The sex-offender registration chapter contains a provision that might eliminate any requirement of finality. Article 62.002 provides that the duty to register is not affected by an appeal of the conviction.19 Assuming this means that there is no finality requirement attaching to a “conviction” occurring “before or after” another “conviction,” under the registration statute, that still does not mean that the convictions can occur on the same day. The Court sets up a false choice when it says that the words “before or after” must either incorporate notions of finality or else be broad enough to encompass actions that may be mere seconds apart. A middle ground between those positions is obvious: Article 62.002 might supersede the usual rule that the word “conviction” means “final conviction” but it does not displace the usual rule that actions occurring on the same day are treated as occurring at the same time. Under that middle ground, neither conviction would have to be final as to each other, but each conviction would have to occur on a different day, even if they were only a day apart.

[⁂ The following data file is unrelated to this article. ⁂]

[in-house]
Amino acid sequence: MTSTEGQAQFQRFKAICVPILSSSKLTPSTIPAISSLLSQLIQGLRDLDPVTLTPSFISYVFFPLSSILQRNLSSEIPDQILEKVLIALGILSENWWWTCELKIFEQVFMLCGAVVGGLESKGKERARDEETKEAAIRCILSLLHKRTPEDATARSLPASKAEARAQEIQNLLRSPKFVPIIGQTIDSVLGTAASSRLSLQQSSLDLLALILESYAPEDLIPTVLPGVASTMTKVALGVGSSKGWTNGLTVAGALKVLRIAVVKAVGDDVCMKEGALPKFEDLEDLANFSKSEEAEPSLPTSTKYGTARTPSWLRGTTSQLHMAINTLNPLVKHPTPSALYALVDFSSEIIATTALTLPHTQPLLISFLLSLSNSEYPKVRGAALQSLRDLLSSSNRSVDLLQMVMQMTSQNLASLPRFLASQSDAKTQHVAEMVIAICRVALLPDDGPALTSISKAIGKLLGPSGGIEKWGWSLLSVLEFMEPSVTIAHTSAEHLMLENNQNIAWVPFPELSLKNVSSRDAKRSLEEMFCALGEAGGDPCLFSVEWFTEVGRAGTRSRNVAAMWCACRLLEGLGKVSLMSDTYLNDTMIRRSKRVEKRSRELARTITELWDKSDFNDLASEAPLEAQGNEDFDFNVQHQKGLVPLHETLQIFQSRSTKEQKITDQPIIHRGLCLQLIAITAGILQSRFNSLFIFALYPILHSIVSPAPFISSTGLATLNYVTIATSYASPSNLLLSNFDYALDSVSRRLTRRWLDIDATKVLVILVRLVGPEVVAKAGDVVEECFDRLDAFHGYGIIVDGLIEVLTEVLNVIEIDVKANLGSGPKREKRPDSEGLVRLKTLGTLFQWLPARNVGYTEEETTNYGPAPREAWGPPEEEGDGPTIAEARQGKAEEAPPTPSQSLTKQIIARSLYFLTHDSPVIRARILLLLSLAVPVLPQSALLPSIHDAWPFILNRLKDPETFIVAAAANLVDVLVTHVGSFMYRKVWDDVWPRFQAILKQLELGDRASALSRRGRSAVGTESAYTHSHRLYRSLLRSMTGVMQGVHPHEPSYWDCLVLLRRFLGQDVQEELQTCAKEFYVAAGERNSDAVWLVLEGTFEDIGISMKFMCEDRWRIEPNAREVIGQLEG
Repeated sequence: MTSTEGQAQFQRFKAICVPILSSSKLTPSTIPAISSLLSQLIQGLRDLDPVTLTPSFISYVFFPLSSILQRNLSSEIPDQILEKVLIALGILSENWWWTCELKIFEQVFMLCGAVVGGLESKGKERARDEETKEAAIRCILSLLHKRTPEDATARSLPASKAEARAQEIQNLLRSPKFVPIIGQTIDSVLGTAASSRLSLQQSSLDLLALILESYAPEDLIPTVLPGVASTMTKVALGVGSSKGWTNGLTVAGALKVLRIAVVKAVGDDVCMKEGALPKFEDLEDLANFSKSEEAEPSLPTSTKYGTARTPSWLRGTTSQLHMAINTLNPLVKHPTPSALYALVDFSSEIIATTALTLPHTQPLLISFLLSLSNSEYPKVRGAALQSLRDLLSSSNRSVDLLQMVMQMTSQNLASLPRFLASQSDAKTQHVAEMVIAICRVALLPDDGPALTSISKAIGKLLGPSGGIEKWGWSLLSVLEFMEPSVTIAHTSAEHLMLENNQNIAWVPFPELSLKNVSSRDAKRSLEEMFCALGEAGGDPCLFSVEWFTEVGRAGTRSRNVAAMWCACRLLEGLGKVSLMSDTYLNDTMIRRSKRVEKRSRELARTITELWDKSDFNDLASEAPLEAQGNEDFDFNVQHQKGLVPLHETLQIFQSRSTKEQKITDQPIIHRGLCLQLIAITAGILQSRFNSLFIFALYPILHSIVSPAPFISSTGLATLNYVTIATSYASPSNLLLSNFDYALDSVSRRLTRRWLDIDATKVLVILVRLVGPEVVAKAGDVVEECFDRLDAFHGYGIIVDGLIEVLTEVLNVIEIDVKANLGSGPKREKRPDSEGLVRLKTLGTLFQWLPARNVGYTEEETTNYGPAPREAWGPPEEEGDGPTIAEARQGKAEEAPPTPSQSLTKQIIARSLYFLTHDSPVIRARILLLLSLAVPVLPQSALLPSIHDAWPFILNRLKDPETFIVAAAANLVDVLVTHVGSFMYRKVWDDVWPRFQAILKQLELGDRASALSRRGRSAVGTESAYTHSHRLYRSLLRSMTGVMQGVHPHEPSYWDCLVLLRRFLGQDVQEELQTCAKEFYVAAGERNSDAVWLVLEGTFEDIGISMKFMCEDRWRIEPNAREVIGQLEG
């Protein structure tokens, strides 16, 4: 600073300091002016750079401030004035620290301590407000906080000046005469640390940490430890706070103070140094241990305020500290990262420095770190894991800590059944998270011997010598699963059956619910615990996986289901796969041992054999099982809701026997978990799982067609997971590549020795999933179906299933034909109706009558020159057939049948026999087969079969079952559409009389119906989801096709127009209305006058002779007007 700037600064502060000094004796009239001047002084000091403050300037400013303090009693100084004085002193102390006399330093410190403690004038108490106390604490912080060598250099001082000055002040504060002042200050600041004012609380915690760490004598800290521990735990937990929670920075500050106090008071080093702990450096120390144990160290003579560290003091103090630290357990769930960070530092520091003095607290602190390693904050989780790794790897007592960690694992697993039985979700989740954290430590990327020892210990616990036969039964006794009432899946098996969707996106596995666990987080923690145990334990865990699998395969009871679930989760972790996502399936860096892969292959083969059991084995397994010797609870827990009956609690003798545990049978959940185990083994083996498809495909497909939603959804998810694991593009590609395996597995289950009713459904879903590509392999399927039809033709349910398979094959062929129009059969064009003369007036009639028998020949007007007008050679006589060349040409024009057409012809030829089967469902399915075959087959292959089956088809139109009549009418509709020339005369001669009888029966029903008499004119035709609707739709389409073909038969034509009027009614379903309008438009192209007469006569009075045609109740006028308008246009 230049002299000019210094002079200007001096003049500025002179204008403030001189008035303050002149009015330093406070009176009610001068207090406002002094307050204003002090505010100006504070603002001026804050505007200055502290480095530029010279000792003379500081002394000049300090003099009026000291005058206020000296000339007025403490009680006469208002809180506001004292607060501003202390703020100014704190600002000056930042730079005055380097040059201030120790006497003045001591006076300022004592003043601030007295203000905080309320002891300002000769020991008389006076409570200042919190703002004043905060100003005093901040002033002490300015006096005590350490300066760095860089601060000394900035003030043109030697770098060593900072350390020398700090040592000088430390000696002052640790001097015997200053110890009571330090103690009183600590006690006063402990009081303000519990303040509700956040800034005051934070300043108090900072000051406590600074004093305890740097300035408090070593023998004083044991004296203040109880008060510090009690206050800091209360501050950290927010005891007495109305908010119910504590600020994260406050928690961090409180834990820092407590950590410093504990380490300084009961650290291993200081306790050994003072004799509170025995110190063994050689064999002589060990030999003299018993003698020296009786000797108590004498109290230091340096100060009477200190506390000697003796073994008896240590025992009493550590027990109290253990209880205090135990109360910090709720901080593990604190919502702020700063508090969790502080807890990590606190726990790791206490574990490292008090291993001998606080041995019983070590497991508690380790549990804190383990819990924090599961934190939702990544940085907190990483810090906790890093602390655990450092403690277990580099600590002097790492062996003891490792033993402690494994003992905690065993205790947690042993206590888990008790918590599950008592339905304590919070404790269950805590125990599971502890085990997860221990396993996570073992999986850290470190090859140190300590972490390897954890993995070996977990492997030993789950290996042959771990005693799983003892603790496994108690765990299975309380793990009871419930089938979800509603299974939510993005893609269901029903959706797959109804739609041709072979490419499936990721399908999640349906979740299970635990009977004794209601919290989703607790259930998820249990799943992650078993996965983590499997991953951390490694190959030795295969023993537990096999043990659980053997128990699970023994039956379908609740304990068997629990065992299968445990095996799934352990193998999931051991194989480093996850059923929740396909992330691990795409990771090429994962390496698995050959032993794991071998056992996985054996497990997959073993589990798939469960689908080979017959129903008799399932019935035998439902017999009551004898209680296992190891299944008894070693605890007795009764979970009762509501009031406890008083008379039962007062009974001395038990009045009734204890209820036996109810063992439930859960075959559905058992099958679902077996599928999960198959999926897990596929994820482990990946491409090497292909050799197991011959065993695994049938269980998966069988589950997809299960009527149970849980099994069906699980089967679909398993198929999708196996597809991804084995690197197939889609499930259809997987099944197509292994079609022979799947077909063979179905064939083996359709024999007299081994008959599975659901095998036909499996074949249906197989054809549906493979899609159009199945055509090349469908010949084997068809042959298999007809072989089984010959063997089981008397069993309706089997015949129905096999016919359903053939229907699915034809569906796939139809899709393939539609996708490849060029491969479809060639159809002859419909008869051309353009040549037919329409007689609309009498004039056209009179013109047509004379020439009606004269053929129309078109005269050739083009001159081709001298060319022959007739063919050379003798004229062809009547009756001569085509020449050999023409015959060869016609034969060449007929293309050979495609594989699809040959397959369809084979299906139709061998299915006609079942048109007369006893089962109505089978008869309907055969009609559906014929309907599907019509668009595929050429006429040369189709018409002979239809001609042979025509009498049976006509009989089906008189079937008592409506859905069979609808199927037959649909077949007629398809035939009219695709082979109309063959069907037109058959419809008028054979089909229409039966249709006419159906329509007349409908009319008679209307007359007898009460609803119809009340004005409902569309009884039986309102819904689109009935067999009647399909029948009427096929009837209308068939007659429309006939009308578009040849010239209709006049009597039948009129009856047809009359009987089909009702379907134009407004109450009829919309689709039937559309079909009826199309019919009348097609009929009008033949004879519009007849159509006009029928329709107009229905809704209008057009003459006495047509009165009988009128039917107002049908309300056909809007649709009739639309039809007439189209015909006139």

To summarize: The general rule is that events occurring on the same day are treated as occurring at the same time. The case before us is not a “priority” case where we have to decide which of two events takes precedence over the other. The legislature could have crafted the language of the statute to avoid the result Applicant is arguing for, but it did not, despite the fact that the savings provision of the enacting statute contains the type of language it could have used. The Court's construction of the statute allows for an exception to lifetime registration in the two-conviction scenario that is so limited that it is hard to believe that was the intent of the legislature. And the Court's construction imposes a burden on law enforcement to scrutinize a court reporter's record just in case the trial judge's pronouncement of judgment fits that limited exception.

I agree with Applicant. His convictions, occurring on the same day, were not “before or after” each other. I respectfully dissent.

FOOTNOTES

1.   TEX. CODE CRIM. PROC. art. 62.101(a)(4).

2.   Lagandaon v. Ashcroft, 383 F.3d 983, 991 (9th Cir. 2004) (quoting 3 Edward Coke, INSTITUTES OF THE LAWS OF ENGLAND 53 (photo. reprint 1986) (1797 ed.)).

3.   Nat'l Bank v. Burkhardt, 100 U.S. 686, 689 (1879).

4.   Id.

5.   24 Tex. 137, 145 (1859). The appellant's attorney in the case cited the principle thusly, “[I]n the computation of time, (except where the priority of acts, done on the same day, is in question,) the law recognizes no fraction of a day.” Id. at 138. Not being part of the opinion of the Texas Supreme Court, this statement was not authority but appears to be accurate.